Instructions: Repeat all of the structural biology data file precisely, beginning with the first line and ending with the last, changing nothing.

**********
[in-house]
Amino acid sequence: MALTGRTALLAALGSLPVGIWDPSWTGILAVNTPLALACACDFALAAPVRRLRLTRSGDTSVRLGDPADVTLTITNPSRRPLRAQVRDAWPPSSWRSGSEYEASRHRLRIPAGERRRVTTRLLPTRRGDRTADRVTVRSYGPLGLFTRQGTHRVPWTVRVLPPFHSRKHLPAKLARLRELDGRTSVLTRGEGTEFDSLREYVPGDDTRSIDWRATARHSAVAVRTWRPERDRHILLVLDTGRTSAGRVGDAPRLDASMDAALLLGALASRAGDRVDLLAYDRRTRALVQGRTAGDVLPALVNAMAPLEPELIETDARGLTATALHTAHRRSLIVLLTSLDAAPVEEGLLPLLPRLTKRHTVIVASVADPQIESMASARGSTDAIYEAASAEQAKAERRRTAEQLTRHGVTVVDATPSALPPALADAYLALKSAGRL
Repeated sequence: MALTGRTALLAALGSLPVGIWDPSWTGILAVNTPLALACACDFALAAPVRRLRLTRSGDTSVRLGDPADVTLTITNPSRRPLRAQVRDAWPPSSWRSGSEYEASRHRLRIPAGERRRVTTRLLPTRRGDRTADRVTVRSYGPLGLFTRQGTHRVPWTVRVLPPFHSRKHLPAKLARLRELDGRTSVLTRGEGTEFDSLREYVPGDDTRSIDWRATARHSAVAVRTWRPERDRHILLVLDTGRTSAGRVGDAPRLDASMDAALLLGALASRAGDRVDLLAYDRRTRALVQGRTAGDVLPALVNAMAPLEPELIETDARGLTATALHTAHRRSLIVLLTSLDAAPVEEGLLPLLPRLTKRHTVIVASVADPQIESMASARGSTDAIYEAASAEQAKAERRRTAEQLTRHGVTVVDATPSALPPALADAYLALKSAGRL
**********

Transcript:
[in-house]
Amino acid sequence: MALTGRTALLAALGSLPVGIWDPSWTGILAVNTPLALACACDFALAAPVRRLRLTRSGDTSVRLGDPADVTLTITNPSRRPLRAQVRDAWPPSSWRSGSEYEASRHRLRIPAGERRRVTTRLLPTRRGDRTADRVTVRSYGPLGLFTRQGTHRVPWTVRVLPPFHSRKHLPAKLARLRELDGRTSVLTRGEGTEFDSLREYVPGDDTRSIDWRATARHSAVAVRTWRPERDRHILLVLDTGRTSAGRVGDAPRLDASMDAALLLGALASRAGDRVDLLAYDRRTRALVQGRTAGDVLPALVNAMAPLEPELIETDARGLTATALHTAHRRSLIVLLTSLDAAPVEEGLLPLLPRLTKRHTVIVASVADPQIESMASARGSTDAIYEAASAEQAKAERRRTAEQLTRHGVTVVDATPSALPPALADAYLALKSAGRL
Repeated sequence: MALTGRTALLAALGSLPVGIWDPSWTGILAVNTPLALACACDFALAAPVRRLRLTRSGDTSVRLGDPADVTLTITNPSRRPLRAQVRDAWPPSSWRSGSEYEASRHRLRIPAGERRRVTTRLLPTRRGDRTADRVTVRSYGPLGLFTRQGTHRVPWTVRVLPPFHSRKHLPAKLARLRELDGRTSVLTRGEGTEFDSLREYVPGDDTRSIDWRATARHSAVAVRTWRPERDRHILLVLDTGRTSAGRVGDAPRLDASMDAALLLGALASRAGDRVDLLAYDRRTRALVQGRTAGDVLPALVNAMAPLEPELIETDARGLTATALHTAHRRSLIVLLTSLDAAPVEEGLLPLLPRLTKRHTVIVASVADPQIESMASARGSTDAIYEAASAEQAKAERRRTAEQLTRHGVTVVDATPSALPPALADAYLALKSAGRL